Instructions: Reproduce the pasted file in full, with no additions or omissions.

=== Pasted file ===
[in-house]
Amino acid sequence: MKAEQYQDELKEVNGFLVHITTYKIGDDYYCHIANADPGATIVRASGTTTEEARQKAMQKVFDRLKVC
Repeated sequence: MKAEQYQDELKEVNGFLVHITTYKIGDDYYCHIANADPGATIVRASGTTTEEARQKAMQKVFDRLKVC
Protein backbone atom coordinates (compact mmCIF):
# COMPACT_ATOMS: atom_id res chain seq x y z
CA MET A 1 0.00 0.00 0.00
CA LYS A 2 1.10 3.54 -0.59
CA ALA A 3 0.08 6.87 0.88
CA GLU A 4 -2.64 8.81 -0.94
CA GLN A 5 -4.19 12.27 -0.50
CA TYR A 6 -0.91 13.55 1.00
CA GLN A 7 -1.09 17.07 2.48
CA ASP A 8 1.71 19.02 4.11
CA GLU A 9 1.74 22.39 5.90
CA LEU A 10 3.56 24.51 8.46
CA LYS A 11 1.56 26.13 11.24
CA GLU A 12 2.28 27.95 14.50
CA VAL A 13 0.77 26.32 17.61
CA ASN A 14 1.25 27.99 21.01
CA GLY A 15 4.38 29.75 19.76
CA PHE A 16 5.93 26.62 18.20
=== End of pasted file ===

[in-house]
Amino acid sequence: MKAEQYQDELKEVNGFLVHITTYKIGDDYYCHIANADPGATIVRASGTTTEEARQKAMQKVFDRLKVC
Repeated sequence: MKAEQYQDELKEVNGFLVHITTYKIGDDYYCHIANADPGATIVRASGTTTEEARQKAMQKVFDRLKVC
Protein backbone atom coordinates (compact mmCIF):
# COMPACT_ATOMS: atom_id res chain seq x y z
CA MET A 1 0.00 0.00 0.00
CA LYS A 2 1.10 3.54 -0.59
CA ALA A 3 0.08 6.87 0.88
CA GLU A 4 -2.64 8.81 -0.94
CA GLN A 5 -4.19 12.27 -0.50
CA TYR A 6 -0.91 13.55 1.00
CA GLN A 7 -1.09 17.07 2.48
CA ASP A 8 1.71 19.02 4.11
CA GLU A 9 1.74 22.39 5.90
CA LEU A 10 3.56 24.51 8.46
CA LYS A 11 1.56 26.13 11.24
CA GLU A 12 2.28 27.95 14.50
CA VAL A 13 0.77 26.32 17.61
CA ASN A 14 1.25 27.99 21.01
CA GLY A 15 4.38 29.75 19.76
CA PHE A 16 5.93 26.62 18.20